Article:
The imaging sensor is at the core of digital cameras and its size is one of the main determining factors of image quality. A large sensor will tend to have larger individual pixels that provide better low-light sensitivity, wider dynamic range, and richer color-depth than smaller pixel-units in a sensor of the same technological generation. Moreover, a large sensor camera will give the photographer more control over depth-of-field in the image and, thus, the ability to better isolate a subject from the background. On the downside, larger sensors are more costly to manufacture and tend to lead to bigger and heavier cameras and lenses.
Of the two cameras under consideration, the Panasonic GX80 features a Four Thirds sensor and the Sony RX10 IV an one-inch sensor. The sensor area in the RX10 IV is 48 percent smaller. As a result of these sensor size differences, the cameras have a format factor of, respectively, 2.0 and 2.7. The sensor in the GX80 has a native 4:3 aspect ratio, while the one in the RX10 IV offers a 3:2 aspect.
Despite having a smaller sensor, the RX10 IV offers a higher resolution of 20 megapixels, compared with 15.8 MP of the GX80. This megapixels advantage comes at the cost of a higher pixel density and a smaller size of the individual pixel (with a pixel pitch of 2.41μm versus 3.77μm for the GX80). However, it should be noted that the RX10 IV is a somewhat more recent model (by 1 year and 5 months) than the GX80, and its sensor might have benefitted from technological advances during this time that partly offset its pixel-size disadvantage. Coming back to sensor resolution, it should be mentioned that the GX80 has no anti-alias filter installed, so that it can capture all the detail its sensor resolves.
The resolution advantage of the Sony RX10 IV implies greater flexibility for cropping images or the possibility to print larger pictures. The maximum print size of the RX10 IV for good quality output (200 dots per inch) amounts to 27.4 x 18.2 inches or 69.5 x 46.3 cm, for very good quality (250 dpi) 21.9 x 14.6 inches or 55.6 x 37.1 cm, and for excellent quality (300 dpi) 18.2 x 12.2 inches or 46.3 x 30.9 cm. The corresponding values for the Panasonic GX80 are 23 x 17.2 inches or 58.3 x 43.8 cm for good quality, 18.4 x 13.8 inches or 46.7 x 35 cm for very good quality, and 15.3 x 11.5 inches or 38.9 x 29.2 cm for excellent quality prints.
The RX10 IV has on-sensor phase detect pixels, which results in fast and reliable autofocus acquisition even during live view operation.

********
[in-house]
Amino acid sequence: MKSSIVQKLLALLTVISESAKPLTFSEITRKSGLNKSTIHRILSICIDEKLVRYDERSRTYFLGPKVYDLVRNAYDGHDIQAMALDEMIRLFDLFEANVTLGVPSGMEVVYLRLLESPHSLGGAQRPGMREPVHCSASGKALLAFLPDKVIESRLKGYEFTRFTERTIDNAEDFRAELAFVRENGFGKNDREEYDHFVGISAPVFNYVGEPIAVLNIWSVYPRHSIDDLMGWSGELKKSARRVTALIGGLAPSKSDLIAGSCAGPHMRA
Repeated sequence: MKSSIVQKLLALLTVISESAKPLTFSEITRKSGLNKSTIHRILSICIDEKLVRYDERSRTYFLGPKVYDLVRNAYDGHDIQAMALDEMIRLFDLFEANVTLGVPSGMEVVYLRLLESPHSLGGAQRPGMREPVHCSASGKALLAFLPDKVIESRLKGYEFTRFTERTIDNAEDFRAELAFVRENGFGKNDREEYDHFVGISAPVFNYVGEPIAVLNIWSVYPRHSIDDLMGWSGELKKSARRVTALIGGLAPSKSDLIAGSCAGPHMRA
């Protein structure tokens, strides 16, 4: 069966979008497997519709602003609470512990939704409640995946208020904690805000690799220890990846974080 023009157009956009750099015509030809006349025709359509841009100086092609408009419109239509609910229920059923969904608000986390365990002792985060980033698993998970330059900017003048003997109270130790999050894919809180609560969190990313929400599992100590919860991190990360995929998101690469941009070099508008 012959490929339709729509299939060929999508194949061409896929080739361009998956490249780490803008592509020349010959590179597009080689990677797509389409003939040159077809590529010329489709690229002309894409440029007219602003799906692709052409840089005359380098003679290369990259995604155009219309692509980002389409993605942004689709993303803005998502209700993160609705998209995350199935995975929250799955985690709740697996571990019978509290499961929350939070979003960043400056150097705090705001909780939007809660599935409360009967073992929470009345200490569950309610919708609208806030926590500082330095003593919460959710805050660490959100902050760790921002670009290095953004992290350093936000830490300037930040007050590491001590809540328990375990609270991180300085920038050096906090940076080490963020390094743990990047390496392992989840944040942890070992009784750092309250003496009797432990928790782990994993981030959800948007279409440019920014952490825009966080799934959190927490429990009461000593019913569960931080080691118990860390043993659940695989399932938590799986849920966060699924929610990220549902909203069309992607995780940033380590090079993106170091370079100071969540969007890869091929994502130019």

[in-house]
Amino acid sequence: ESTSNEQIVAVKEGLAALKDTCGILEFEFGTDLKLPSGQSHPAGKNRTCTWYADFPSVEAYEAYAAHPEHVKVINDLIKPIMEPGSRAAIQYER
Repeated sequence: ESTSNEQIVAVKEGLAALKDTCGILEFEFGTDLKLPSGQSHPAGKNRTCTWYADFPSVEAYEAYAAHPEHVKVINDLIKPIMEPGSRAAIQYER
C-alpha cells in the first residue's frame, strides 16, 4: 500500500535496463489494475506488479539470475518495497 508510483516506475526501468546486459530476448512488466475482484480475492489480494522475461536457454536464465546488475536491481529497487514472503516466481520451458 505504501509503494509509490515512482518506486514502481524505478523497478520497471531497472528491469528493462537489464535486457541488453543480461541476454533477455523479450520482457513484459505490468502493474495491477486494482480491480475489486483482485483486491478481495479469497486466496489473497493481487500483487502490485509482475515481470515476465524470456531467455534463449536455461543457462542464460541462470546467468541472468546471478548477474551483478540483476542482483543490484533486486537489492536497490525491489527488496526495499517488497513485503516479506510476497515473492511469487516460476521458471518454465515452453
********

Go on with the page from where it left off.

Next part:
The Panasonic Lumix DMC-GX80 has a native sensitivity range from ISO 200 to ISO 25600, which can be extended to ISO 100-25600. The corresponding ISO settings for the Sony Cyber-shot DSC-RX10 IV are ISO 100 to ISO 12800, with the possibility to increase the ISO range to 64-25600.
For many cameras, data on sensor performance has been reported by DXO Mark. This service assesses and scores the color depth ("DXO Portrait"), dynamic range ("DXO Landscape"), and low-light sensitivity ("DXO Sports") of camera sensors, and also publishes an overall camera score. The following table provides an overview of the physical sensor characteristics, as well as the sensor quality measurements for a selection of comparators.
|1.||Panasonic GX80||Four Thirds||15.8||4592||3448||4K/30p||22.9||12.6||662||71|
|2.||Sony RX10 IV||1-inch||20.0||5472||3648||4K/30p||..||..||..||..|
|3.||Canon G1 X Mark III||APS-C||24.0||6000||4000||1080/60p||..||..||..||..|
|5.||Olympus E-M10 III||Four Thirds||15.9||4608||3456||4K/30p||..||..||..||..|
|6.||Olympus PEN-F||Four Thirds||20.2||5184||3888||1080/60p||23.1||12.4||894||74|
|7.||Olympus E-M5 II||Four Thirds||15.9||4608||3456||1080/60p||23.0||12.5||842||73|
|8.||Olympus E-M10 II||Four Thirds||15.9||4608||3456||1080/60p||23.1||12.5||842||73|
|9.||Olympus E-M10||Four Thirds||15.9||4608||3456||1080/30p||22.8||12.3||884||72|
|10.||Panasonic GX9||Four Thirds||20.2||5184||3888||4K/30p||..||..||..||..|
|11.||Panasonic G80||Four Thirds||15.8||4592||3448||4K/30p||22.8||12.5||656||71|
|12.||Panasonic G7||Four Thirds||15.8||4592||3448||4K/30p||..||..||..||..|
|13.||Panasonic GX7||Four Thirds||15.8||4592||3448||1080/60p||22.6||12.2||718||70|
|14.||Panasonic GH2||Four Thirds||15.9||4608||3456||1080/60i||21.2||11.3||655||60|
|17.||Sony RX10 III||1-inch||20.0||5472||3648||4K/30p||23.1||12.6||472||70|
Many modern cameras cannot only take still pictures, but also record videos. The two cameras under consideration both have sensors whose read-out speed is fast enough to capture moving pictures, and both provide the same movie specifications (4K/30p).
Beyond body and sensor, cameras can and do differ across a range of features. The two cameras under consideration are similar with respect to both having an electronic viewfinder. However, the one in the GX80 offers a higher resolution than the one in the RX10 IV (2765k vs 2359k dots). The following table reports on some other key feature differences and similarities of the Panasonic GX80, the Sony RX10 IV, and comparable cameras.